PMs up to and including Pearson used the term "founding races" rather than the contemporary "founding nations", St. Laurent did, King did, Pearson did. See "Memoirs of a Very Civil Servant" by Gordon Robertson for multiple examples of this usage by Canadian PMs. There is also what genetic science has established, scientifically, as the "Founder Effect" at play here: Quebec has optimal linkage disequilibrium (genetic sharing) based on its foundation 12-16 generations ago by only 2,600 effective founders, and its 80 fold growth over the last 230 years, with minimal gene dilution from intermarriage…The growth of the Quebec population in relative isolation has maintained high levels of genetic sharing, providing greater power to population genetics methods for disease gene discovery. Today, 68% of the gene pool is derived from the 2,600 founders, making genes more readily detectable. http://www.genizon.com/english/discovery/founder….

  3. Great post.

    "Bouchard seems to be pining for . . . a re-hash of the ADQ that's been stripped of nutjobs"

    Or planning to start one? He's only 72 and he seems in good health. ADQ is toast, Marois is floundering, Charest is up to his neck in scandal . . . perhaps the second coming of Bouchard is at hand? Otherwise, why would he be offing sacred cows at the rate of one per week?

    • "Why would he be offing sacred cows at the rate of one per week?"

      Good question. I really have no idea, though I suspect there aren't any broader political ambitions behind it. It's too late to revive the ADQ and probably too early to set up a viable replacement. If I was an ADQ organizer, fundraiser, donor, whatever, the last thing I'd be interested in doing is starting over, even if it's with Bouchard at the helm. The movement itself has no steam left in it.

      Also, I'm not sure it's fair to say Marois is floundering. The last Léger Marketing poll had the PQ at 40%, three points up on the Liberals. It may not mean much when the next election rolls around, but the PQ is certainly a viable place for nationalists to park their vote right now.

      • Ah, thanks, I hadn't realised the PQ was that high in the polls. Is that because of voter disgust with Charest, or are Marois' various (to this observer) far-out-there policies like targeted referendums and Quebec citizenship (that one still on the table?) actually resonating? They struck me at the time as rather desperate symbolic nationalism, but maybe with the ADQ having gone nova she'll pick up some of that chauvinistic vote?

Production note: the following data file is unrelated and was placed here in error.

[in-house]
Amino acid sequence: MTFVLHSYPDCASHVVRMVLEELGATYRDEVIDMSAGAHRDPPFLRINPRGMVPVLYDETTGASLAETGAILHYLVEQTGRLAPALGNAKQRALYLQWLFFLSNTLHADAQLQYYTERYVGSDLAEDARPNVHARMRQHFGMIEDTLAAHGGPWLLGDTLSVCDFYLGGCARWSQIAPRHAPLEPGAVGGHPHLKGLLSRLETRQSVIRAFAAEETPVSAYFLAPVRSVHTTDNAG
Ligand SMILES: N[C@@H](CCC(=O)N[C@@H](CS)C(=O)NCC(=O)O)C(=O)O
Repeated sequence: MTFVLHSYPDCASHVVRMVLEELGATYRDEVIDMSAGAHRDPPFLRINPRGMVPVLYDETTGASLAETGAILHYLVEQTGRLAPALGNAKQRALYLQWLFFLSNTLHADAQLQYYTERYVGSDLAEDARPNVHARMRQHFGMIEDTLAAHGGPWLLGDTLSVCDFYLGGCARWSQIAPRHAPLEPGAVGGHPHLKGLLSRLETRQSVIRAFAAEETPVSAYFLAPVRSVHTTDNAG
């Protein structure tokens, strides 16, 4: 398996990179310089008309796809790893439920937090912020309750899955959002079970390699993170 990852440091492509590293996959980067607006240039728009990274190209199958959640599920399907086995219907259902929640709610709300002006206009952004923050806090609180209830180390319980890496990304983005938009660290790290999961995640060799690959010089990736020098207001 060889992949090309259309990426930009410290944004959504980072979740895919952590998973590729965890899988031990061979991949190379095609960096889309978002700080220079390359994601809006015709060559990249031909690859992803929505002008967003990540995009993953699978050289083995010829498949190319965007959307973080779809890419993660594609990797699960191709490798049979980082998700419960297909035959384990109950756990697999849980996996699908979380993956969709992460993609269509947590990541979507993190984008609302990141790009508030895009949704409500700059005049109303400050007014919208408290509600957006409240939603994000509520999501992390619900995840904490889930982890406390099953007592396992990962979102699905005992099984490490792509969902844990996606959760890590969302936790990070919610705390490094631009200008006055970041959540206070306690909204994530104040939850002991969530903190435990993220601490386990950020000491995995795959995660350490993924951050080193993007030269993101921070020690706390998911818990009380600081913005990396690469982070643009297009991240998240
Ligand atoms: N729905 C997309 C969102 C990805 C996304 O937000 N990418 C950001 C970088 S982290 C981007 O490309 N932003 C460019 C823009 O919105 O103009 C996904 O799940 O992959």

How do you see Bouchard's bombshells affecting the Liberals? Is lucide generally sentiment behind the Liberals?

        • I think Bouchard's bombshells are just as bad for the Liberals as the PQ. As easy as it'll be for Charest to throw Bouchard's statements in Marois's face (and he's already doing it), it's the Liberals who've been in power for the past 7 years, so it's a bit hard to pin whatever problems Quebec has on someone else. The other thing is that Bouchard's press conference on tuition fees also featured Charest's own former finance guru, Monique Jérome-Forget, so it's not exactly a ringing endorsement of Charest, either.

          As for why the PQ is coming back, I think it has more to do with Charest-fatigue than anything else. The PQ, like the Liberals, can stake a legitimate claim to being the province's "natural governing party," so it's not like their core support ever disappears, even when they're not particularly effective. They stopped being a repository for protest votes a long time ago.

          • Thanks for this. Looks like Marois might be in business! Why is Quebec politics so much more interesting than any other province's?

  4. So years after it matters you're telling us that Bouchard is a harmless demagogue?

    • You'd be right if I'd said, or even thought, Bouchard is a demagogue.

  5. Bouchard was alway an overpaid, self serving quack, without a leg to stand on, even before he got the virus. He was a true politician, in the worst sense, of the worst meaning of the word. Nothing has changed. Nothing will ever change.
    All I can say about him that is good, is that unlike 95% of Canadian Politicians (Those from TROC), he at least knew what he wanted: Out of the silly forced marriage of Upper and Lower Canada that resulted in this country. That has been the attitude of the upper crust of Quebec, since the day that battle took place between Montcalm and Wolfe took place. Can't really say I blame them, in a way. Can you blame them with all the benefits they got under Confederation? I mean, the job, in retunr for the benefits, was babysitting TROC… until one side could escape the other, some day.